Oakland County Prosecutor Karen McDonald says an independent special prosecutor will investigate her own office after she discovered at least one case of what could be prosecutorial misconduct--one that could call into question a number of convictions, and has already affected the prosecution of the men accused of conspiring to kidnap Governor Gretchen Whitmer.
The case involves the 2006 conviction of Juwan Deering, who was found guilty of setting a house fire that killed five children in Royal Oak Township. Deering was convicted in part based on expert testimony about the fire that his attorney calls “junk science,” and the testimony of three jailhouse informants who said Deering confessed to the crime.
McDonald began reviewing the case at the request of the Michigan Innocence Clinic, which represents Deering in his efforts to have his conviction overturned. That request was based largely on questions about the fire science, but McDonald quickly discovered even more questionable evidence.
“A few attorneys from my office approached me and said they had some serious concerns about the case, and began to disclose the history of it,” McDonald said. One red flag was that the prosecutor’s office had actually denied Oakland County Sheriff’s Department’s warrant requests for Deering multiple times over the course of years—until then-assistant prosecutor Gregory Townsend took over the case in early 2006.
McDonald then discovered evidence that the jailhouse informants had received favors in exchange for their testimony. Prosecutors are required to reveal that information to the defense and the jury, but in this case, both “the assistant prosecutor and the informant testified that they never received anything for their testimony,” McDonald said. “And, of course, that is not permissible.”
McDonald revealed this to Imran Syed, a lawyer with the Michigan Innocence Clinic who represents Deering. Syed said they had suspected all along that the informants’ testimony was bogus, but this information was “a truly astonishing revelation about a pattern of misconduct from the sheriff's department, and from some people within the prosecutor's office, back at around the time of Mr. Deering’s trial.”
“They used an expert who gave testimony saying this fire was intentionally started with lighter fluid. That expert testimony was junk science even at the time of trial,” said Syed, who believes the fire was most likely accidental and not a crime at all. “The backbone of the case is this junk expert testimony, and jailhouse informants who say that Mr. Deering confessed to them.
“We finally have proof that the jailhouse informants, in fact, received benefits for testifying against Mr. Deering, and that they have a history of being snitches for the Oakland County Sheriff's Department.”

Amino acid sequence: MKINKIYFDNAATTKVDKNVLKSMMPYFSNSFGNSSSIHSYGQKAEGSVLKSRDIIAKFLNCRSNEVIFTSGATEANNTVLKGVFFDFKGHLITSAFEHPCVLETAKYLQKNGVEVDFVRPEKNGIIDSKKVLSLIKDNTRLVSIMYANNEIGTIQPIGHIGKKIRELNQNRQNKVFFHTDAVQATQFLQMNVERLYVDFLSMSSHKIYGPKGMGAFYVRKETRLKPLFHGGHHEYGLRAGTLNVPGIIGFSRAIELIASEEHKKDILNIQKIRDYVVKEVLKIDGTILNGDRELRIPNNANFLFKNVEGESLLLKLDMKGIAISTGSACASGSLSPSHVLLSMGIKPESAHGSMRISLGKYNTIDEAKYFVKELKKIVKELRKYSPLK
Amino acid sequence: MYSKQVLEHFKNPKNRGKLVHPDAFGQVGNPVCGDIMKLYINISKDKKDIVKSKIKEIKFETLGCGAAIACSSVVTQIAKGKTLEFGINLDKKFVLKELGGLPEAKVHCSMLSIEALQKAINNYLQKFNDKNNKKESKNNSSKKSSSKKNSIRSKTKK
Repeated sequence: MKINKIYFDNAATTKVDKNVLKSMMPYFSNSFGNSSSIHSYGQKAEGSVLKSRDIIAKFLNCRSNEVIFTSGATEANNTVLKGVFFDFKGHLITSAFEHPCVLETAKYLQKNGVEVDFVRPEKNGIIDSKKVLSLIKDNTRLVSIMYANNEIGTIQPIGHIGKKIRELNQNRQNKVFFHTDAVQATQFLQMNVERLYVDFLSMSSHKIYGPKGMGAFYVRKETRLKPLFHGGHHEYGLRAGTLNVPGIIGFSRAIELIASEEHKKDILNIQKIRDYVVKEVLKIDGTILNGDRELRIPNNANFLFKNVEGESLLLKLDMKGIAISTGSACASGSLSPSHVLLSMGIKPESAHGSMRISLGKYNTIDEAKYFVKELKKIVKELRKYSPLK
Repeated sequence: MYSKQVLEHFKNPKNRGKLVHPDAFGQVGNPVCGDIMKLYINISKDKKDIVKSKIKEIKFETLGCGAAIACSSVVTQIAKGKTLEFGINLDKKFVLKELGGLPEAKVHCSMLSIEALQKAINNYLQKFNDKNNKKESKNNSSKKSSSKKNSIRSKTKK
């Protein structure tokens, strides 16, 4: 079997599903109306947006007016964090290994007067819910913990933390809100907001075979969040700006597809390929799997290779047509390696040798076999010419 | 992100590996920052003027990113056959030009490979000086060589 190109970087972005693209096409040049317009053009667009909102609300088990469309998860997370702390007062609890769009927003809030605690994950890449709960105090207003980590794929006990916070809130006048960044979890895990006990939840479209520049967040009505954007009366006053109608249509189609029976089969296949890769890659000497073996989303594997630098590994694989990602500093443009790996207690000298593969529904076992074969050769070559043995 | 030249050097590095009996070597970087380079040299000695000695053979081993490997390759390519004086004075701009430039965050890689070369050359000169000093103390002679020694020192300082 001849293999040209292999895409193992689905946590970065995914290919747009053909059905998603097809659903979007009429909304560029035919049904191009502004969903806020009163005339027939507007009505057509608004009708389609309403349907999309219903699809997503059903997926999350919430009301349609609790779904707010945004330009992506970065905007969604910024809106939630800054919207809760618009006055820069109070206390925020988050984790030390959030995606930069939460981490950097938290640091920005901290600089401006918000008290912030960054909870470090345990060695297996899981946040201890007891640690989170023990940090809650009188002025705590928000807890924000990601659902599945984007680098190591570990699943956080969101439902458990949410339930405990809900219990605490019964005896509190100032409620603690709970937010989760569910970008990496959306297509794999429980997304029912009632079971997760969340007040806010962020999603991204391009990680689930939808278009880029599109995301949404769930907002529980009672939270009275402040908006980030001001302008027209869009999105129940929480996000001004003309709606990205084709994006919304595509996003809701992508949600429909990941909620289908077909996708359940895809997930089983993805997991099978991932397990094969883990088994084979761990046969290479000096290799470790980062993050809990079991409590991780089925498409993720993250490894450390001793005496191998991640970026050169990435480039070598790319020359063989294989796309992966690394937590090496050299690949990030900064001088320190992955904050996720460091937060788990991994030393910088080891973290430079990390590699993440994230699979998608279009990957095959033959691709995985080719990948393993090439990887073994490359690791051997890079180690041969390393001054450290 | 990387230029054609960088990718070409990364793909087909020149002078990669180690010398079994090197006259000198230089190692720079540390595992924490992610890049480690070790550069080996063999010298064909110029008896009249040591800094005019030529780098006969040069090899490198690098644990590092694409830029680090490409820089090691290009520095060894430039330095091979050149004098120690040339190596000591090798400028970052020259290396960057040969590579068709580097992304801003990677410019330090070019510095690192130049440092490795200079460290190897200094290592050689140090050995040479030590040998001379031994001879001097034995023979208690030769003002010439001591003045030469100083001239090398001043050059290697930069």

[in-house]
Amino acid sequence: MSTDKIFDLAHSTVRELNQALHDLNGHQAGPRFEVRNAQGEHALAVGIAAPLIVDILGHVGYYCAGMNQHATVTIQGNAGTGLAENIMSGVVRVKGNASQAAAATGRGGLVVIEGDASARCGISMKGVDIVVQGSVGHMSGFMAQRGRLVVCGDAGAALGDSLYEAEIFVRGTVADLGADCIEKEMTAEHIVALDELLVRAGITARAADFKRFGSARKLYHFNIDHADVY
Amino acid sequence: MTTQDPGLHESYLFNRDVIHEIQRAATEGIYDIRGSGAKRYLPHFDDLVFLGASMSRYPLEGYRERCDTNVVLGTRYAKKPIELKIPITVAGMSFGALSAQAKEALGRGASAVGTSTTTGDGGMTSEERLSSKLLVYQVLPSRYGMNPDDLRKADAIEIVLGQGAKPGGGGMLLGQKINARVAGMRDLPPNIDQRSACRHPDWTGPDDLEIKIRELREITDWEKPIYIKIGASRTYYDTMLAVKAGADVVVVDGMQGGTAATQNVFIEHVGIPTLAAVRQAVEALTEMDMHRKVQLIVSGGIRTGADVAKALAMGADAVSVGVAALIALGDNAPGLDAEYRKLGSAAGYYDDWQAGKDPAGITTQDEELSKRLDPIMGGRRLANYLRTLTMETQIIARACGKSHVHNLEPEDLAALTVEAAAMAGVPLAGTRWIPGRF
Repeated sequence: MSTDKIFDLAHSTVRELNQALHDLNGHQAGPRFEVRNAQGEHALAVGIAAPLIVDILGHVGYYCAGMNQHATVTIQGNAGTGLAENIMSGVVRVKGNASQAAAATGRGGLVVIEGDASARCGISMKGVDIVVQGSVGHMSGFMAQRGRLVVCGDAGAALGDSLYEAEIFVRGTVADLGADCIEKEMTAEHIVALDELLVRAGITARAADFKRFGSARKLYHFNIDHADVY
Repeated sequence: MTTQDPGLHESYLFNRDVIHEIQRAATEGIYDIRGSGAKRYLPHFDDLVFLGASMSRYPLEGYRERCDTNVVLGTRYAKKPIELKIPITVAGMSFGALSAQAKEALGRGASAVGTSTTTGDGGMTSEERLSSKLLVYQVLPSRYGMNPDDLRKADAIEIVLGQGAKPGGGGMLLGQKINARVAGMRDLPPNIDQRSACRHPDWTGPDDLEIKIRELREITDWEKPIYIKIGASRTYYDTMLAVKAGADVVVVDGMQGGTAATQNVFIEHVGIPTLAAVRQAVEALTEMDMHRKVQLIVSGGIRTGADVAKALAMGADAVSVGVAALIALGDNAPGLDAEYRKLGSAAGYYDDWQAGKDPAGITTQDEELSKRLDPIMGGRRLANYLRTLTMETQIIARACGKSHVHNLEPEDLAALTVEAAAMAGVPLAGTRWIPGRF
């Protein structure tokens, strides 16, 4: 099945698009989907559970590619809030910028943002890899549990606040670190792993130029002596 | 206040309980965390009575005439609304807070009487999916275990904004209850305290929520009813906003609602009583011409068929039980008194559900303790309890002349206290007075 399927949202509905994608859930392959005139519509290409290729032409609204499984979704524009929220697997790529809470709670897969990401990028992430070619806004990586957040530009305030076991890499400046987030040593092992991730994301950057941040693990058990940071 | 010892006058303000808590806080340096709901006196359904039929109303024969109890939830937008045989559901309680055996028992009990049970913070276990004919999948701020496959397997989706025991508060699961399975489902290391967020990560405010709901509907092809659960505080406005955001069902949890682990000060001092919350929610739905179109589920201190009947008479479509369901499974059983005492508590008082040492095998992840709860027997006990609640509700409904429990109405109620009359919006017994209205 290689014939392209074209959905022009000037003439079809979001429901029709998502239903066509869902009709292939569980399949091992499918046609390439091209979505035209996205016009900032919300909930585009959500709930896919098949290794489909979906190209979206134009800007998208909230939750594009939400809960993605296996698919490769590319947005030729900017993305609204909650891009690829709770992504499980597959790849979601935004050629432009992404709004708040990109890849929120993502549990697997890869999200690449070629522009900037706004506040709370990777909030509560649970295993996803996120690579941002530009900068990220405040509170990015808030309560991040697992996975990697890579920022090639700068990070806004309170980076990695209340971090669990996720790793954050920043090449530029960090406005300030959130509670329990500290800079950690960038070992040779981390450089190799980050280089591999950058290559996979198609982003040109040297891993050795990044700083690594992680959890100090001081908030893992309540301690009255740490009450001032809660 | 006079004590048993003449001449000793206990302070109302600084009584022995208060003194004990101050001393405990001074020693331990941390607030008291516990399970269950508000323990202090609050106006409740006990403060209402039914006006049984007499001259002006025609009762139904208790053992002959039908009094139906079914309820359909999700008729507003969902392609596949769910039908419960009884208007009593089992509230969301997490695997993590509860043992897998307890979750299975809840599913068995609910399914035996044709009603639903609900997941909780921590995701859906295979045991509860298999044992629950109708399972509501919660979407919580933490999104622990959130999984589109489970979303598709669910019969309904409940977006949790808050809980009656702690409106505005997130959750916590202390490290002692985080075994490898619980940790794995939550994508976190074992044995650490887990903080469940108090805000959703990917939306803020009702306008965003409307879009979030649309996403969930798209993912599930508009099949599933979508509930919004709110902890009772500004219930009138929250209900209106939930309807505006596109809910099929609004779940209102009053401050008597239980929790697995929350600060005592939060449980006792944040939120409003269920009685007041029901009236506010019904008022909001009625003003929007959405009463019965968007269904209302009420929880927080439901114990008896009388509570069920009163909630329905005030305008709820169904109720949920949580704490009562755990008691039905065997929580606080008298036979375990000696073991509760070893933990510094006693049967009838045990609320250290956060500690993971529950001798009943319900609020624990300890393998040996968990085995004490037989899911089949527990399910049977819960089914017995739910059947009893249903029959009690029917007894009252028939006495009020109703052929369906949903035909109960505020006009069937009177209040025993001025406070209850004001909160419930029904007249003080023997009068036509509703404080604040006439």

McDonald said that in addition to bringing in the special prosecutor, whom she expects to name by next week, she’s implemented mandatory ethnical training for all prosecutors in her office, and will no longer allow jailhouse informant testimony without her direct consent.
McDonald said the special prosecutor will be tasked with looking at this case and all cases involving the three informants who testified against Deering, whom McDonald said have served as witnesses in “numerous” other Oakland County criminal cases. She admitted the fallout could be huge.
“It could unravel a lot of convictions,” McDonald said. “I really hope that it doesn't, but that is not my concern right now. My concern is that we do the right thing.”
“It’s the ethical obligation of the prosecutor. The public needs to trust that the people who make decisions about who is going to be charged with a crime, and what crime they're going to be charged with, and convicting them are ethical people who follow the rules.”
McDonald’s announcement is also having an impact on a wholly-unrelated present-day criminal trial: that of the men accused of plotting to kidnap Governor Gretchen Whitmer. The lead prosecutor in the state-level case is Assistant Michigan Attorney General Gregory Townsend—the former Oakland County assistant prosecutor in charge of Deering’s case, and now accused of misconduct. As of Friday, he had been removed from that case.
“We were advised of concerns raised by Oakland County Prosecutor Karen McDonald regarding a case and have taken appropriate steps in response,” Lyndsey Mukomel, a spokeswoman for Attorney General Dana Nessel, said in a statement. “As a result, Assistant Attorney General Greg Townsend was reassigned from his docket while the Department of Attorney General performs a comprehensive audit of his work.”
And finally, there’s Deering’s case itself. Syed is hopeful that with McDonald’s support, Deering’s years-long efforts to get his conviction overturned will pay off: “I'm hoping that we're at a point where it's just a matter of time, and hopefully not much time, before he's released.”